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Abstract

Abstract

As the managed behavioral health care market has matured, behavioral health carve-outs have solved many problems facing the delivery of behavioral health services; at the same time, they have exacerbated existing difficulties or created new problems. Carve-outs developed to address rising inpatient behavioral health costs and limited insurance coverage. They are based on the economic principles of economies of specialization, economies of scale, price negotiation, and selection. Literature shows that carve-outs have been successful in lowering costs and maintaining or improving access, but results on their impact on quality of care are mixed. In recent years, carve-outs have evolved to take on new roles within the health system, such as coordinating mental and physical health, addressing fragmented public financing systems, and using market power to implement quality improvement. Although not perfect, carve-outs have been instrumental in addressing long-standing challenges in utilization, access, and cost of behavioral health care.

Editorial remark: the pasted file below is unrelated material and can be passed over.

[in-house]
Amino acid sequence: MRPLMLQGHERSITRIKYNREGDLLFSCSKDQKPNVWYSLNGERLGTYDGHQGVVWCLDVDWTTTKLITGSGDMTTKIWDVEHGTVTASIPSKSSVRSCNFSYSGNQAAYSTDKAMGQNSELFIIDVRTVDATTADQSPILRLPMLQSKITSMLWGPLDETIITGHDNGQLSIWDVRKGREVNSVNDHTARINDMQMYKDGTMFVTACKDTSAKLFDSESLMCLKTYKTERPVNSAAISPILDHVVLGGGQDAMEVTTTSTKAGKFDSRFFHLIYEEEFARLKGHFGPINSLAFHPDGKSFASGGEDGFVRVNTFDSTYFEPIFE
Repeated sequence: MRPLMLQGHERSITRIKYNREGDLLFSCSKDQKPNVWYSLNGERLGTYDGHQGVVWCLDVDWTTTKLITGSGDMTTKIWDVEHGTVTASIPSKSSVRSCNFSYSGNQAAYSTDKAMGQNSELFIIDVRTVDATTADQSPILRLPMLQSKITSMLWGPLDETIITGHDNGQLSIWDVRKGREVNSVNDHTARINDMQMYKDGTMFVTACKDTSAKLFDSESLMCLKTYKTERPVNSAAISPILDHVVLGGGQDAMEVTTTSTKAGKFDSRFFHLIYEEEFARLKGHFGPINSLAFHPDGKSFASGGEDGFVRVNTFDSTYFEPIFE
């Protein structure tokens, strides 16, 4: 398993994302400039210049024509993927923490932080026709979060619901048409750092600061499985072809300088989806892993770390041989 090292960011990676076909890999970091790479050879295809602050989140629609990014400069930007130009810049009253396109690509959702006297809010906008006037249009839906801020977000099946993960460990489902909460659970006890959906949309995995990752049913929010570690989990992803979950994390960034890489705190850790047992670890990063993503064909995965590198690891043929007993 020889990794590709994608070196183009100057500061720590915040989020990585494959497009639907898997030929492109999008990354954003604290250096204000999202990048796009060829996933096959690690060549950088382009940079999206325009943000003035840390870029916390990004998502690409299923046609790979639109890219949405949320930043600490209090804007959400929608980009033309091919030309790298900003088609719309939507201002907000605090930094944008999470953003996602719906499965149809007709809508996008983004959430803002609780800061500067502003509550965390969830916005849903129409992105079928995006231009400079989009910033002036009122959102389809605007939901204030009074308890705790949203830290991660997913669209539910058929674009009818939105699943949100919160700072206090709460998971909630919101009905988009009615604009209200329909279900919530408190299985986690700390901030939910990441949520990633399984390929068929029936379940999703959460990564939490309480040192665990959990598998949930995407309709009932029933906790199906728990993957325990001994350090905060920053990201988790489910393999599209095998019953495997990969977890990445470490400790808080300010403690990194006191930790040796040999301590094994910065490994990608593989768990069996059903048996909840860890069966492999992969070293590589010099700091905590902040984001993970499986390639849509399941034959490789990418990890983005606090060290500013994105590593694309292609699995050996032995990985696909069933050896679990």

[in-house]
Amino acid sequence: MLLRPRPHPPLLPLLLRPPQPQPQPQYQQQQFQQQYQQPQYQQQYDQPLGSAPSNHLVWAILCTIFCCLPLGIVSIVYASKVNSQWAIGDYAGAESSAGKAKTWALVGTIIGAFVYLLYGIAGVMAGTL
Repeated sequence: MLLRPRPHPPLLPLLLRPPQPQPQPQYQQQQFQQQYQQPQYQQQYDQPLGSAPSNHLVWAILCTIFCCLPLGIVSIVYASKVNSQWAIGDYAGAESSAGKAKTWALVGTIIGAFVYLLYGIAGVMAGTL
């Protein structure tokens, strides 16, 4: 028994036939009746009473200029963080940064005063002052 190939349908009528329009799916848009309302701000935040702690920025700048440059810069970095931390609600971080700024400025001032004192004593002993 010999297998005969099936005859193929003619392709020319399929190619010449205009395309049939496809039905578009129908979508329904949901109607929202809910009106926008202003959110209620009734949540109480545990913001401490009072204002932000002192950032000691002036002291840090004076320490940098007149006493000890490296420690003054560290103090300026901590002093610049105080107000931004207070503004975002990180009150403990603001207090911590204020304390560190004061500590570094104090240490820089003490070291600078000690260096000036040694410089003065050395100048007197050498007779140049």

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/content/journals/10.1146/annurev.publhealth.28.021406.144029
2007-04-21
2024-06-14
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  • Article Type: Review Article
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